Eat Your Heart Out – January 31, 2006

By Lauren Shockey

Dorothy Parker once wrote, “I misremember who first was cruel enough to nurture the cocktail party into life. But perhaps it would be not too much to say, in fact it would be not enough to say, that it was not worth the trouble.” This sentiment is also echoed in Brooks Atkinson’s Once Around the Sun: “The cocktail party…is a device either for getting rid of social obligations hurriedly en masse or for making overtures toward more serious social relationships, as in the etiquette of whoring.” Oh Ms. Parker, Mr. Atkinson, how can you say such things? I have no shame—I adore cocktail parties. Better yet, I adore themed cocktail parties.

Every year I throw a themed cocktail party that I call “Lauren’s Super-Fabulous Cocktail Party.” The first year was the summer before college, and, because a lot of my friends were attending colleges in New York City, I decided to throw them a party to welcome them to my hometown. The music was easy enough (“New York, New York” by Frank Sinatra and “I Love NYC” by Andrew W.K. were some of the songs), and there are a good number of drinks that pertain specifically to the Big Apple, among them the Manhattan and the Cosmopolitan.

The following year I chose the somewhat inexplicable theme of 1960s Hawaii. Elvis’s “Blue Hawaii” played on repeat on my old fashioned record player, and I dressed according to the theme by turning one of my father’s old Hawaiian shirts into a makeshift dress and wearing one of those plastic flower leis on my head. I also became more adventuresome with the food that year, churning out pu-pu platter favorites such as fried chicken sesame balls, pineapple salsa, and Asian salmon tartare atop squares of nori, along with the requisite macadamia nuts and Japanese rice crackers. The drinks were equally festive and rainbow colored, as I served blue Hawaiis, pineapple fizzes, and mai-tais.

The third year was my send-off to Paris, since I was participating in the University’s year-long Paris program. So the theme was, aptly, Paris. Paris was one of the easiest themes because there are so many French cheeses and salami meats, and the French, bien sûr, are known for their cocktails: kirs, Ricard, and the perhaps not-so-French French martinis.

Last year’s theme, however, topped all others: S and M.

No, not that kind of S and M, you dirty-minded people. Rather, I decided that all of the food and drink would begin with either the letter S or M. Lucky for me, a great number of foods begin with the letters S or M. I usually serve a cheese plate and a meat plate, so this proved quite fortuitous, as I offered my guests a plate of Morbier (a sweet raw cow’s milk cheese from France), Manchego (a firm Spanish sheep’s milk cheese), and Mozzarella balls and a platter of salami, soppresata (a type of cured Italian salami), and speck (cured ham). From there, however, I started thinking of all the other foods that began with the letters S and M: sardines, marshmallows, sushi, mayonnaise, salsa, melon, scallions, mint, shrimp, miso…the list seemed endless. And then there were the gems of the food world that contained the letters S and M: stuffed mushrooms, spaghetti and meatballs, speck wrapped melon, sausages topped with mustard.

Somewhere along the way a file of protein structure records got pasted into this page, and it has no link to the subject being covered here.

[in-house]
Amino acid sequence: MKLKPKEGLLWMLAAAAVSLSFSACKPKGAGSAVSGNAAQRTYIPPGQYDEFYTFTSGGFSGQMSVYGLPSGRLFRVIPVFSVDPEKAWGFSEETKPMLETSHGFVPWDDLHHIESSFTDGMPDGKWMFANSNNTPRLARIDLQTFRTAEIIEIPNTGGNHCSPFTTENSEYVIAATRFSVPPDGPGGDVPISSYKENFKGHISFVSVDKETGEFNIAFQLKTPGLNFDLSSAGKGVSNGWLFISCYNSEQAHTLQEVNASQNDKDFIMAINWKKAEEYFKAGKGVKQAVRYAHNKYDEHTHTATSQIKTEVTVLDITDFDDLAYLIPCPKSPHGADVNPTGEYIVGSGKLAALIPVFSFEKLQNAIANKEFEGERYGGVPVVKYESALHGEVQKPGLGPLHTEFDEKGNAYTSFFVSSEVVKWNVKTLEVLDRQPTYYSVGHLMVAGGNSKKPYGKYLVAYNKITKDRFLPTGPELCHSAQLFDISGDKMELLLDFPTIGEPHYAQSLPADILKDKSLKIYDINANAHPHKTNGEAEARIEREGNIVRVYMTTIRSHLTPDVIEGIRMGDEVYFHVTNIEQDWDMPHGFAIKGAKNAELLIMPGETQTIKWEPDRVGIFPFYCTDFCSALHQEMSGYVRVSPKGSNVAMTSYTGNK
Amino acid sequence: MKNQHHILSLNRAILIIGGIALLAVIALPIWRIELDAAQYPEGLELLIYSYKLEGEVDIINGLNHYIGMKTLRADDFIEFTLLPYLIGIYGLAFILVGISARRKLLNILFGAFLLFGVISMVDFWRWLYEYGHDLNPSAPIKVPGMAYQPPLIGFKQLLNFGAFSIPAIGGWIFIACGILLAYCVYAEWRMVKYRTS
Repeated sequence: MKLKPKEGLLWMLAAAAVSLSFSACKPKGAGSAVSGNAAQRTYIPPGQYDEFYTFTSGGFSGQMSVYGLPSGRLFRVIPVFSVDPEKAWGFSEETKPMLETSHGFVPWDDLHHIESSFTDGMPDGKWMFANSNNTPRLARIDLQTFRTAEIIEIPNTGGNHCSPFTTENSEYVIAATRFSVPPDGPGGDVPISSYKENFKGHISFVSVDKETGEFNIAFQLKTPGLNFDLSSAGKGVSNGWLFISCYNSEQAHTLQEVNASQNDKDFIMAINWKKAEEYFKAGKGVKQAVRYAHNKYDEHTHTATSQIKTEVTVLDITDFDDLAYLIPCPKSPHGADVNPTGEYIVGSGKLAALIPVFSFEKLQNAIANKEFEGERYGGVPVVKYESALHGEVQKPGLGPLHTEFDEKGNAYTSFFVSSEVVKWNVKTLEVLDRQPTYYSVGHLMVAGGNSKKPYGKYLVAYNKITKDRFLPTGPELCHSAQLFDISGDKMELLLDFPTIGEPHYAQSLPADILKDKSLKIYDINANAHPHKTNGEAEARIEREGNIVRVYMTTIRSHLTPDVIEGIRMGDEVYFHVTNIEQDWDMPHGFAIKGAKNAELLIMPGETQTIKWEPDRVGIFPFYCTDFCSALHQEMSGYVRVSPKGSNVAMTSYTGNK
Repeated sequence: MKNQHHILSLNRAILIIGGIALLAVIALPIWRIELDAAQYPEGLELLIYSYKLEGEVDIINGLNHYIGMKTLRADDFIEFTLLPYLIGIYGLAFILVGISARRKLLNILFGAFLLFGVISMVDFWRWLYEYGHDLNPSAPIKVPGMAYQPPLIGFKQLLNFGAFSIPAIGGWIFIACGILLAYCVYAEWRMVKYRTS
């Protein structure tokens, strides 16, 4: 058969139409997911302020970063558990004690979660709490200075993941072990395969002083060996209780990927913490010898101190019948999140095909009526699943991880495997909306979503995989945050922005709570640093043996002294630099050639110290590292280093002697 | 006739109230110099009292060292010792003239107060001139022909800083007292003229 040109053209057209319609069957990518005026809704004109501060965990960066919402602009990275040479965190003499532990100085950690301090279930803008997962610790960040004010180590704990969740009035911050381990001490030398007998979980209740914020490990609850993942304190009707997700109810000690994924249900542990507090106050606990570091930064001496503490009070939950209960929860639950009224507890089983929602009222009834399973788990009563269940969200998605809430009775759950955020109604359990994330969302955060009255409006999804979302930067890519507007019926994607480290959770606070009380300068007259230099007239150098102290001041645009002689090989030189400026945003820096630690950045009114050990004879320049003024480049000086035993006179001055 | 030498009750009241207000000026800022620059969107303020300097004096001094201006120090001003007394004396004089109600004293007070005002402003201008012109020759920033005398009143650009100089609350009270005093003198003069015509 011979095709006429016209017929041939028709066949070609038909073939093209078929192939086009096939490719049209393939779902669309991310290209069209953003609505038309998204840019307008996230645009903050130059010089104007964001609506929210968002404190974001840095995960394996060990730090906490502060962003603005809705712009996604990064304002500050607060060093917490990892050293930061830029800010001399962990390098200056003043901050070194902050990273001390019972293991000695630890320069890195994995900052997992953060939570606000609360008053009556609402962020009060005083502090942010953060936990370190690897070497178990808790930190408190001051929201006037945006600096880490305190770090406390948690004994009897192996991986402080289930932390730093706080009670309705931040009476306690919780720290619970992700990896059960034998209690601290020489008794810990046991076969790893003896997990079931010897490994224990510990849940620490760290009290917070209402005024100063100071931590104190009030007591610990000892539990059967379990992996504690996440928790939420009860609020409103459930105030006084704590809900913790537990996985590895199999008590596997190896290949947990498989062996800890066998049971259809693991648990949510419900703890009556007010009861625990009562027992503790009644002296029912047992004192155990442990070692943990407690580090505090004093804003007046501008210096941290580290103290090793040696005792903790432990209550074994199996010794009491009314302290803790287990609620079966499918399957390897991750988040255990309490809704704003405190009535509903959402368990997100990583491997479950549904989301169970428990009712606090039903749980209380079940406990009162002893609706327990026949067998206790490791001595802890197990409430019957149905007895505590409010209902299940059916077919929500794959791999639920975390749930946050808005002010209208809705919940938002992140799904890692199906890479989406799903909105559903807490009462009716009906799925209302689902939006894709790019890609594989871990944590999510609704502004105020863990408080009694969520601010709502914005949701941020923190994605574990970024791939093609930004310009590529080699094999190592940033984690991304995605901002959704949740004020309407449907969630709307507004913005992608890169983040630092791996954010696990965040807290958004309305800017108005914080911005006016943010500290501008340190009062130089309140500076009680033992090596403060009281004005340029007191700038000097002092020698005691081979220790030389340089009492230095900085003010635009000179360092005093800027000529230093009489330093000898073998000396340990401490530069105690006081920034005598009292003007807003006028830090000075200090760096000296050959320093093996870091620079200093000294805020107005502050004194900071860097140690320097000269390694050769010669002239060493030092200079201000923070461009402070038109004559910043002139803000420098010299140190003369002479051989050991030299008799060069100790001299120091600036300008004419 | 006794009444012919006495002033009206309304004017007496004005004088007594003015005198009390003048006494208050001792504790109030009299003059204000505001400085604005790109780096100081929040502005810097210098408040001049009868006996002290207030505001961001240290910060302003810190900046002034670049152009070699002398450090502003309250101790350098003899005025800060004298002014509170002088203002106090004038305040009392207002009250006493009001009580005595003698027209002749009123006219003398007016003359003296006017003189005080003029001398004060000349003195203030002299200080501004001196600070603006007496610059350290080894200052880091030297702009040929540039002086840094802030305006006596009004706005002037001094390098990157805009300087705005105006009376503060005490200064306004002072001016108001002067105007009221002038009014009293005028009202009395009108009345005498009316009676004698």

I planned on a vegetable plate that contained mushrooms, scallions, cucumbers (when people sneered at me saying that cucumbers began with the letter “C,” I proudly replied that cucumbers were in fact members of the squash family, which begins with the letter “S”), and sugar snap peas, served with a sesame mayonnaise dip. From there I turned to the drinks, which included sherry, Sapporo beer, and martinis. Clearly, I had outdone myself.

As any hostess with the mostest will tell you, a good cocktail party is not based on the food and drink alone (though usually if there is a lot of drink, the crowd becomes quite jovial). Nevertheless, I received many a compliment on the ingenuity of my theme. Of course that means that the pressure is on for next August, leaving me only seven months left to plan. That should be just enough time to get things in order.

More S and M Drinks

Mango Spritzer

Fill a glass 4/5 of the way with mango juice. Top with seltzer water. Garnish with a lime wedge.

Midori Sour

In a lowball glass, mix together 3 oz. Melon liqueur and 1.5 oz. Sweet and Sour mix. Stir well.

More S and M Snacks

Cheese Plate

Have a cheese plate with some interesting cheeses. This would be a good opportunity to try some new cheese you wouldn’t have otherwise chosen. Pick three of the following cheeses: Morbier, Manchego, Selles-sur-Cher, St. Marcellin, St. Nectaire.

Mango Salsa

Serve chips with mango salsa. In a bowl, combine 2 cups finely chopped ripe mangoes, 2 minced jalapeño peppers, 2/3 cup diced red onion, juice of half a lime, and 1/4 cup chopped cilantro.

Sausage Links

Buy some sausage links and fry or grill until done. When cooled, slice into 1/2 inch thick slices and top with grainy mustard. Garnish with a parsley leaf.